Criminology: Stereotyping Immigrants

Words: 1736
Pages: 7

Criminology is the term generally defined as the scientific study of the causation, correction, and prevention of crime. Criminology may be divided into subcategories namely, penology which is the study of prisons and prison systems, biocriminology which may be defined as the study of the biological aspect of criminal behavior and feminist criminology which is the study of women and crime and/or criminal behavior of women. Immigration may be defined as the action of coming to live permanently in a foreign country. Very often the two are linked as umbrellas to each other, meaning high crime rates are often said to be caused by immigration or as a result of immigration. However, this is not always the case and research has shown this.
…show more content…
Because of this reason they often end up in poverty stricken neighborhoods which tend to have high crime rates. Not because they want to be there but because it is what they can afford. Living in these neighborhoods, whether or not they are a part of the problem, immigrants will be drawn into it, basically they are in the wrong place at the wrong time. To support this the text states, “The Chicago data, and similar figures collected in several other cities by the authors and associates, noted that youth crime was concentrated in specific types of areas, regardless of “nativity and nationality.” They also noted that as immigrants or immigrant group members moved out of these areas and into better communities their juvenile crime rates declined. It was not immigrants or blacks per se but the conditions in which they settled that were important for juvenile crime (Jr. & Jr., 2006, p. 7).” Immigrants are often forced to live in these situations and because of this they get blamed for the increase in crime for which they have no control. And of course once they move away from the areas, the crime rates will go down because there are less people to become victims, and less victims to report crimes. A sociological theory which supports this claim is the functionalism theory which basically states everything is a function of something else. So here, being unemployed or working a low income would be a function …show more content…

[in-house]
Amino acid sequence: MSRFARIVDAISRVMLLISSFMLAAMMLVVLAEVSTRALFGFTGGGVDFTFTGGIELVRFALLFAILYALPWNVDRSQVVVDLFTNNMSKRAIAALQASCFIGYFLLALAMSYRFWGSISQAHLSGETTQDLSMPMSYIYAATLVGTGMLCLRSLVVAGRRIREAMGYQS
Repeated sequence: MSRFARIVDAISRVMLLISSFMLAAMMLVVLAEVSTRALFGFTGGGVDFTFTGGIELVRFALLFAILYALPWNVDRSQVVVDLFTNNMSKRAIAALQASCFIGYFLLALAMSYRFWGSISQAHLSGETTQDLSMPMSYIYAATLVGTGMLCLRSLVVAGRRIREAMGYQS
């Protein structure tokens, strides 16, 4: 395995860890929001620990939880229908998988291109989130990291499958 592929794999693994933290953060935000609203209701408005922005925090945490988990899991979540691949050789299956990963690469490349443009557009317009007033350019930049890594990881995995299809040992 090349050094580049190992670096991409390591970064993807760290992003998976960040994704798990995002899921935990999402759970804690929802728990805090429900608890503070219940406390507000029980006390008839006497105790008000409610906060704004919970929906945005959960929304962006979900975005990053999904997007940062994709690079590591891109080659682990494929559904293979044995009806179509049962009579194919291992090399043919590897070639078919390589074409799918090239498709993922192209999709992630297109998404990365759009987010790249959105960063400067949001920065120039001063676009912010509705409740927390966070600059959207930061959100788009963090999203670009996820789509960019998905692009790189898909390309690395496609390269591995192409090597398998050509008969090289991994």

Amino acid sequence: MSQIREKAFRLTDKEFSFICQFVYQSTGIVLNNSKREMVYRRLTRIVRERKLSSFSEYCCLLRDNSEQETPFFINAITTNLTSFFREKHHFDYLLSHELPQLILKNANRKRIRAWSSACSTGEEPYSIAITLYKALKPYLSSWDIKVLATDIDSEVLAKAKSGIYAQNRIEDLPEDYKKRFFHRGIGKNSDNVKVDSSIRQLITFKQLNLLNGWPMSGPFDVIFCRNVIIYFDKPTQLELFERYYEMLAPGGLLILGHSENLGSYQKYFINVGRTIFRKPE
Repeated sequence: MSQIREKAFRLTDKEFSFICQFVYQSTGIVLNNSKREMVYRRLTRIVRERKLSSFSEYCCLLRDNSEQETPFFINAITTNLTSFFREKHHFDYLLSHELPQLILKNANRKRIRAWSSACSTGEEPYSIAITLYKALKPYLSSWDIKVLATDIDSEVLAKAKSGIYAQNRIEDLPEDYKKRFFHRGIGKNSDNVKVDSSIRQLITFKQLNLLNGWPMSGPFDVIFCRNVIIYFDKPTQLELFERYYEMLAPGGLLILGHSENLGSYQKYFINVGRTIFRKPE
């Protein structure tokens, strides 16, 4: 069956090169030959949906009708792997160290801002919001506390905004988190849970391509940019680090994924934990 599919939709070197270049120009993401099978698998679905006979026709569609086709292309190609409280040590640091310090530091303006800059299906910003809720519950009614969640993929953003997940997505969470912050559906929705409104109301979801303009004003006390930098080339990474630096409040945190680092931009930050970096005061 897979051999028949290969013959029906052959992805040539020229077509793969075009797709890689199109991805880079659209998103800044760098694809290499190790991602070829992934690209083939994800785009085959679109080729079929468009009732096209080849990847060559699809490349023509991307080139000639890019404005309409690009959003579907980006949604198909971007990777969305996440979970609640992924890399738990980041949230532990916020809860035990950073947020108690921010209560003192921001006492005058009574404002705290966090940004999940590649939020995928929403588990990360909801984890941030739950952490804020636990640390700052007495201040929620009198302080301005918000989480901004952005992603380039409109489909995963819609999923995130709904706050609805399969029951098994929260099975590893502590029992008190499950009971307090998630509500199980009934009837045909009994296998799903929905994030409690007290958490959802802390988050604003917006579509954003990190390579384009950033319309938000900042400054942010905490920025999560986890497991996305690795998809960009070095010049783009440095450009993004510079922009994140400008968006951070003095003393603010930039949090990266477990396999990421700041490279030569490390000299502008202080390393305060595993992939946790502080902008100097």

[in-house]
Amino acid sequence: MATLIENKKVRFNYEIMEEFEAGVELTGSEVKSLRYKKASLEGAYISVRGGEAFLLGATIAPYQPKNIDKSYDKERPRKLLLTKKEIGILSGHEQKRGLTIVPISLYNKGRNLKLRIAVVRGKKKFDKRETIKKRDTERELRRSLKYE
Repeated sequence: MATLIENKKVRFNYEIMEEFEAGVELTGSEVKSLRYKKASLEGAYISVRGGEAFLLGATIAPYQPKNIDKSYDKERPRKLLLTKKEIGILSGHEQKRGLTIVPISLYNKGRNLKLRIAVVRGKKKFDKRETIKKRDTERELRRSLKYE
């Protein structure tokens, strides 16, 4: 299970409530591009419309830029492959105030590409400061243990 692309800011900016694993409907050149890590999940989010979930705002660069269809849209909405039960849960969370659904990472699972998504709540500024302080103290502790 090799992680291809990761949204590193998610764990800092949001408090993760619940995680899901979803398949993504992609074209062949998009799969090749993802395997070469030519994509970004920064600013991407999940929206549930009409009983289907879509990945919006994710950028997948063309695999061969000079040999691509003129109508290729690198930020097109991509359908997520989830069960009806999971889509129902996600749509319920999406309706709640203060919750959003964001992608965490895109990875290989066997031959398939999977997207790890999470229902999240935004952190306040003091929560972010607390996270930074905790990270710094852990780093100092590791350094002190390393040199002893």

Because many immigrants migrate into other countries illegally, they tend to keep a low profile, or try to stay under the radar. This is so as illegal immigrants stand a chance of getting deported or sent back to their home country if caught by immigration services. Because these immigrants left home in search of better, they try to avoid getting deported and this very often means staying as far away from crime or any form of illegal activities as possible. In his book McDonald speaks of the thesis they came up with to support this claim as well as went on to support it. He stated, “Immigration might actually improve neighborhood social control mechanisms and suppress crime, particularly in the impoverished urban neighborhoods in which immigrants tend to settle (McDonald, 2009, p. 5).” To support this thesis, McDonald went on to point out reasons. His main reason as stated was, “social control would be enhanced by the strong familial and neighborhood institutions that immigrants brought with them (McDonald, 2009, p. 5).” So not only were immigrants afraid of getting sent back home, but they had close family ties which they probably did not want to leave behind. In many countries surrounding the United States, men go out and work while the women stay home and take care of the home and the children. Because of this reason, it would only make sense if immigrant men did legal jobs. Think about it, if these immigrants get into illegal